The Serum Institute of India and Bharat Biotech were not granted emergency use authorization (EUA) for their Covid-19 vaccines on Wednesday, sources told CNBC-TV18, adding that the regulator has sought additional information from the vaccine makers. The SII had applied for EUA for the Oxford-AstraZeneca vaccine, while Bharat Biotech had sought the nod for India’s indigenous vaccine named Covaxin.
Regulator Central Drug Standard Control Organisation's (CDSCO) Subject Expert Committee had met on Wednesday to consider the EAU request of Pfizer, SII and Bharat Biotech Private Ltd. Its next meeting will be held on January 1.
Further time was requested on behalf of Pfizer, while the additional data and information presented by the SII and Bharat Biotech was perused and analysed by the SEC. "The analysis of the additional data and information is going on. SEC will convene again on 1st January 2021 (Friday)," it said in a statement.
America's Pfizer was the first one to apply for the accelarated approval on December 4, followed by the SII and Bharat Biotech who applied on December 6 and 7, respectively. On December 9, the Subject Expert Committee had asked the SII and Bharat Biotech to submit more data and information to get approval.
The expert panel had then recommended the SII to submit outcome of the assessment of UK regulator for grant of emergency use approval, the updated safety data of the Phase 2/3 clinical trial and immunogenicity data from the clinical trials in UK and India. Bharat Biotech was recommended to present the safety and efficacy data from the ongoing Phase 3 clinical trial in the country for further consideration.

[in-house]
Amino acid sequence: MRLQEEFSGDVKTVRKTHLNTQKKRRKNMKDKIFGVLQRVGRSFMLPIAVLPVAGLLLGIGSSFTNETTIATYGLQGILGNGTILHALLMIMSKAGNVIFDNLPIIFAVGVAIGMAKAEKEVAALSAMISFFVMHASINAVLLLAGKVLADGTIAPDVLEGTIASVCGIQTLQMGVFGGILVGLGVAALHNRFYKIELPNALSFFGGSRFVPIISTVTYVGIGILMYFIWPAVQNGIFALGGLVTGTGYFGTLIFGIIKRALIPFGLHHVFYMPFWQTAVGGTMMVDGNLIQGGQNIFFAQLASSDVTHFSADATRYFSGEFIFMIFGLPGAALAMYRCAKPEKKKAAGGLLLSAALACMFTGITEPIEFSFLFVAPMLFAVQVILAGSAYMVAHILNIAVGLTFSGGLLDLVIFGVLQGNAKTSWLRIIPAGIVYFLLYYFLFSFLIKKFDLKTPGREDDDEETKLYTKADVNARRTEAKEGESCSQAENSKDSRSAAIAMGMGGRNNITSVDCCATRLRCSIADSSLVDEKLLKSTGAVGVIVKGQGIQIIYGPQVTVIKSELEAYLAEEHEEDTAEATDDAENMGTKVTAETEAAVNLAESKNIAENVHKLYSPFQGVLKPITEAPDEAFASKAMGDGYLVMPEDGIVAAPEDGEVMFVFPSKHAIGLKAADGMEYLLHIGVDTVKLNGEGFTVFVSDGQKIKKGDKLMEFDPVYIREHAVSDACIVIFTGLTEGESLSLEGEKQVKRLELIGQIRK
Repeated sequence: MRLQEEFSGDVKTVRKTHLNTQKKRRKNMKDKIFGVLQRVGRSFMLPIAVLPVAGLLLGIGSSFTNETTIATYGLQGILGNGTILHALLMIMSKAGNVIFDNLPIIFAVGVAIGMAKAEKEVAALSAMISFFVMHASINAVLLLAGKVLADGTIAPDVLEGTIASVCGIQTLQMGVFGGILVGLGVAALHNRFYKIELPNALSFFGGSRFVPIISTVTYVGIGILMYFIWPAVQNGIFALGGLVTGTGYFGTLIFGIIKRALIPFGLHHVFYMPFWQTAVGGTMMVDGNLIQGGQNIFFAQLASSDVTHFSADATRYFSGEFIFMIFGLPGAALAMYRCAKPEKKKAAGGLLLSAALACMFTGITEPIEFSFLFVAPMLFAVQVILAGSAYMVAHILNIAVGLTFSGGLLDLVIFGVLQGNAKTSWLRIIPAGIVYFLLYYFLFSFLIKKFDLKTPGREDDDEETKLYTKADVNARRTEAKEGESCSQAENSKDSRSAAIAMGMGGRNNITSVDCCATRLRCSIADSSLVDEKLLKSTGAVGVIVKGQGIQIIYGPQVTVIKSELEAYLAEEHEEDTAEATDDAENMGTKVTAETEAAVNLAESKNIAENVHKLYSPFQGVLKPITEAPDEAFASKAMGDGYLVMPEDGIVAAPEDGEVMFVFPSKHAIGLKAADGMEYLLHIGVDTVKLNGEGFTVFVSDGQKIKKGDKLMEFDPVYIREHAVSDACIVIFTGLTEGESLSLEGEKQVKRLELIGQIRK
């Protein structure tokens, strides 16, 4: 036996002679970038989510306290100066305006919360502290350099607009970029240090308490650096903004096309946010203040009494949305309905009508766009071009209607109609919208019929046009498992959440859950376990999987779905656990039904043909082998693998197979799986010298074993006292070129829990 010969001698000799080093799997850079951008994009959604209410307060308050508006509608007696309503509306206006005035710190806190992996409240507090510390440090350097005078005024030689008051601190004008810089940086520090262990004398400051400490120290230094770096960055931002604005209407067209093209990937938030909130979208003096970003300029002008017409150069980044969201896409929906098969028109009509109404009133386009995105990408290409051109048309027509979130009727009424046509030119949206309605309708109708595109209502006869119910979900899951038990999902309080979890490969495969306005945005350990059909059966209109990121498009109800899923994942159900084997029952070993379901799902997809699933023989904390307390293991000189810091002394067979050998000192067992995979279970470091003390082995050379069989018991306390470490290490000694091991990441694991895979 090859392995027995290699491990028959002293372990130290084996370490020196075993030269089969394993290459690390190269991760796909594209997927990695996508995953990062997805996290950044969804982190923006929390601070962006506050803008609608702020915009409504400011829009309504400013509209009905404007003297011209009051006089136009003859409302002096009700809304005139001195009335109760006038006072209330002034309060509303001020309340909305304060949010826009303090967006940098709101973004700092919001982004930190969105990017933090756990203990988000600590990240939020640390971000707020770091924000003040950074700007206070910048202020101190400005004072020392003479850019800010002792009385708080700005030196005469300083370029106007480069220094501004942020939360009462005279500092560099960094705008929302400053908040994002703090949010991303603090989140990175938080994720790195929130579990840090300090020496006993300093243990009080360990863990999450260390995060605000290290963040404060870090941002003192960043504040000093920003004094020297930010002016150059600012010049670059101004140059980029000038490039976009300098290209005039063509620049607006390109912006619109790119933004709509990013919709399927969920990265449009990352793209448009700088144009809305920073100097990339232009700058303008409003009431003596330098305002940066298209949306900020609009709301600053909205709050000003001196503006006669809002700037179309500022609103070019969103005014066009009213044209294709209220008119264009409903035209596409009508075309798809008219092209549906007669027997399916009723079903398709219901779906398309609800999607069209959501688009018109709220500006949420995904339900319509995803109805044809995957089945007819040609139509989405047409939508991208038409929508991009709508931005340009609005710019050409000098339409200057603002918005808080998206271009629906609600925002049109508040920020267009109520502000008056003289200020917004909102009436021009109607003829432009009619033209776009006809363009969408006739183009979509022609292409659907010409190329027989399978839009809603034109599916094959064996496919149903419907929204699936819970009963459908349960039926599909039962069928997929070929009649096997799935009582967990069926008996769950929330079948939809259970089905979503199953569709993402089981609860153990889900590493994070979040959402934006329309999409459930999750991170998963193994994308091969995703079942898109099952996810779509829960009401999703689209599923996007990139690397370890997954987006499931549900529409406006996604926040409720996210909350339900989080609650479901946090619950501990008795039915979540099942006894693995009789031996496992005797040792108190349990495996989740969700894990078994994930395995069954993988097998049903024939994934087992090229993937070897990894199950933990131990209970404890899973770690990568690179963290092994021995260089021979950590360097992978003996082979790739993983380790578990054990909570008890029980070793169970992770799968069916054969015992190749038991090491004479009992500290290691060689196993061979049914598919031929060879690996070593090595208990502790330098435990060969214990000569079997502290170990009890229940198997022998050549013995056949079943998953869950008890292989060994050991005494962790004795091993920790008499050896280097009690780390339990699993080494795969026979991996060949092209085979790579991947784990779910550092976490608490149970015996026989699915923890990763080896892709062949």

Their applications were reviewed again earlier on Wednesday, hours after the UK accepted the recommendation of the Medicines and Healthcare Regulatory Agency (MHRA) to authorise Oxford University-AstraZeneca's Covid-19 vaccine, named Covishield, for emergency use.
The authorization was significant for India as the Pune-based SII had tied up with the company to conduct clinical trials and manufacture the vaccine. Besides, Bharat Biotech is developing country's indigenous coronavirus vaccine - Covaxin - in collaboration with the Indian Council of Medical Research.
The central government plans to vaccinate nearly 30 crore people in the first phase of drive. It will be offered to one crore healthcare workers, along with 2 crore frontline and essential workers and 27 crore elderly, mostly above the age of 50 years with co-morbidities.
Covishield uses a replication-deficient chimpanzee viral vector based on a weakened version of a common cold virus that causes infections in chimpanzees and contains the genetic material of the SARS-CoV-2 virus spike protein. After vaccination, the surface spike protein is produced, priming the immune system to attack the coronavirus if it later infects the body.
The vaccine can be stored, transported and handled at normal refrigerated conditions at two to eight degrees Celsius for at least six months and administered within existing healthcare settings.
Its interim analysis for efficacy showed that the vaccine was 70.4 per cent effective at preventing symptomatic COVID-19 occurring more than 14 days after receiving two doses of the vaccine.
The SII has already made 40 to 50 million doses of the shot. "We have 40-50 million doses of Covishield stockpiled. We will be producing around 300 million doses by July 2021," its CEO Adar Poonawalla had recently said.
Besides this, Bharat Biotech's Covaxin is India's indigenous vaccine and is being developed in collaboration with the ICMR's National Institute of Virology. The indigenous, inactivated vaccine is developed and manufactured in Bharat Biotech's BSL-3 (Bio-Safety Level 3) high containment facility.